Death of female leopard highlights natural hardships

Published: 04 February 2008

The Cape Leopard Trust (CLT) has lost its first collared female leopard – due to natural causes.

F6 (or “skinny legs” as she was known by children visiting the project) was found dead at the base of a steep cliff in the Cederberg Mountains. It appears she had been hunting on a treacherous slope where she miscalculated a charge, and fell to her death.

Quinton Martins, project manager of the CLT has been tracking this leopard for over 3 years now. After a leopard tracking flight with the Bateleurs, he managed to determine from the GPS collar data that F6 had not moved from an area for some time. “I knew that the collar had either come off or she was dead – I really hoped it was the former” A long hike into this rough terrain provided the dreaded answer.

F6 was collared with a GPS collar on the 31st January 2007. She had previously been monitored with the use of remote infra-red camera traps and tracking on foot. She weighed just over 20kg and two litters of cubs were born while tracking her, with only one female cub surviving – “Katherina” is now approximately 3 and a half yrs old, and has been “allowed” (by her mother) to secure a portion of her mothers home range. Female cubs are sometimes privy to this treatment, whereas it is unheard of for a male cub to be allowed to remain in the same area for any length of time after leaving the mother.

Detailed research into the habits of these extremely elusive creatures has provided fantastic insight into their behaviour – information which is paramount in convincing farmers to avoid killing or removing predators from their properties. Well documented research shows that these leopards in the Western Cape Mountains should be considered as a unique genetic unit– this group of small leopards weigh up to half that of their northern cousins.

Quinton has spent several thousand’s of hours on foot tracking leopards in the Cederberg having only had 6 sightings on un-collared animals. “They have seen me often enough, I am sure of that. There are farmers living in these mountains who have never had the privilege of seeing a leopard in the wild – they really are elusive”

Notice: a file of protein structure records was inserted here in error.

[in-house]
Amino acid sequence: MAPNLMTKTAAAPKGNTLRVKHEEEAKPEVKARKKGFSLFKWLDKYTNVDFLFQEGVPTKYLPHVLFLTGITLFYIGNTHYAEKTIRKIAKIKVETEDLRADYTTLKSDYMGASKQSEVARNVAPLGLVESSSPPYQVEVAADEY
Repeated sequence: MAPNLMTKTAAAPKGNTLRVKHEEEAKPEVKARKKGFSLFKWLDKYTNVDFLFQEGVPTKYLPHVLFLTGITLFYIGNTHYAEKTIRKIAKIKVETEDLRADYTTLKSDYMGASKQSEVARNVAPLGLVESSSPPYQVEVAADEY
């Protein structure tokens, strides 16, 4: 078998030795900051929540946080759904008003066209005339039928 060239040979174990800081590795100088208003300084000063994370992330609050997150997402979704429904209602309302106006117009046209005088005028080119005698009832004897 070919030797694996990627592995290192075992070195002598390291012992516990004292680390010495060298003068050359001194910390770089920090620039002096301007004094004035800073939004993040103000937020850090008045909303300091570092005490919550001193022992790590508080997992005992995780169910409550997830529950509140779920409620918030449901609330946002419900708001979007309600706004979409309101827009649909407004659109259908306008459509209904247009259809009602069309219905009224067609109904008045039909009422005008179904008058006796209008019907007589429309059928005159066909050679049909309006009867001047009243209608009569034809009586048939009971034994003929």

“My first sighting of F6 was one of the most special moments in my life – a moment where this leopard, inhabiting an area where farming had been abandoned for over 12 years and she had almost certainly never encountered a human other than myself, had approached to within 8m of me where I was sitting. I was in the shade of a rock trying to see her after hearing vocalization and will never forget the perplexed look on her face, as if to say “what the hell are you?”

However, Quinton is quick to point out that becoming too emotional about individual animals in desperate need of conservation is “missing the point”.


“Considerable energy and resources are often wasted over an individual animal” he says. There needs to be more focus on leopards on a population level. For example, relocating an adult leopard to “save it” is often a death sentence to this individual – and/or to cubs in the area it is translocated to and/or from.


“You see, the minute you remove a leopard from its area, you create a massive vacuum for another individual to move in. Males won’t tolerate any cubs that are not his, and will try kill them all off. The farmer, who thinks that removing the leopard will help his situation is merely perpetuating the problem that already exists. Livestock management to avoid any depredation of livestock is the only answer to a farmers problems. Also, the relocated leopard may survive in its new environment, but it, in turn, will not tolerate any cubs it finds there as well as trying to displace the already resident animal. Alternatively it might get killed by the resident leopard.

Relocations therefore have complex ramifications in terms of conservation ecology and population dynamics and are therefore a very sensitive thing, Martins explains. “If one really wanted to have a full picture of the effect of relocations – begin a project with two separate leopard populations where adult animals from both populations are monitored. One can then move an animal from one population to the next and see the actual effect. Until then, the science on hand suggests that such interventions are knee jerk reactions to a complex problem.”

Nature will now play its course and soon, we hope another female, maybe Katherina, will take over F6’s range.

Quinton is registered for his PhD through the University of Bristol (U.K.), the subject being: “The ecology of the leopard in the Cederberg Mountains”. There are ten leopards (8 males and 2 females) in the Cederberg that have been collared with GPS transmitters and these are revealing remarkable information on home range and activity patterns.

The Cape Leopard Trust Trapping Techniques

icon no trap Short overview of three trapping methods considered by the Cape Leopard Trust as safe and humane

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